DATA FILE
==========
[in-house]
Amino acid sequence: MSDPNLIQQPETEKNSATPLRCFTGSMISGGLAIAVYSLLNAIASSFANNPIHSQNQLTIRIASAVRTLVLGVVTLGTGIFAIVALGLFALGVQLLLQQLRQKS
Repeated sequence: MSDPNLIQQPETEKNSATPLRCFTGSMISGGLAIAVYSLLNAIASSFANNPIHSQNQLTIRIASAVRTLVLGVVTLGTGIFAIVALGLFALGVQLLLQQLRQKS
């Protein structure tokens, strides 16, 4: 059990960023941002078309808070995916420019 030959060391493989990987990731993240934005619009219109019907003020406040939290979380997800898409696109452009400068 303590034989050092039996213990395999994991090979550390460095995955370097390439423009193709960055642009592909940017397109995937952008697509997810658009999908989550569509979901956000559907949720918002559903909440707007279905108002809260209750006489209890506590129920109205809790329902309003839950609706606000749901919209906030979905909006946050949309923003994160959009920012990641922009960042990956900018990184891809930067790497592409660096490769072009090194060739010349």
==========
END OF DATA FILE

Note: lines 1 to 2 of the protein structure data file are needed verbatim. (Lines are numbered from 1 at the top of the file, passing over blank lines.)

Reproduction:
[in-house]
Amino acid sequence: MSDPNLIQQPETEKNSATPLRCFTGSMISGGLAIAVYSLLNAIASSFANNPIHSQNQLTIRIASAVRTLVLGVVTLGTGIFAIVALGLFALGVQLLLQQLRQKS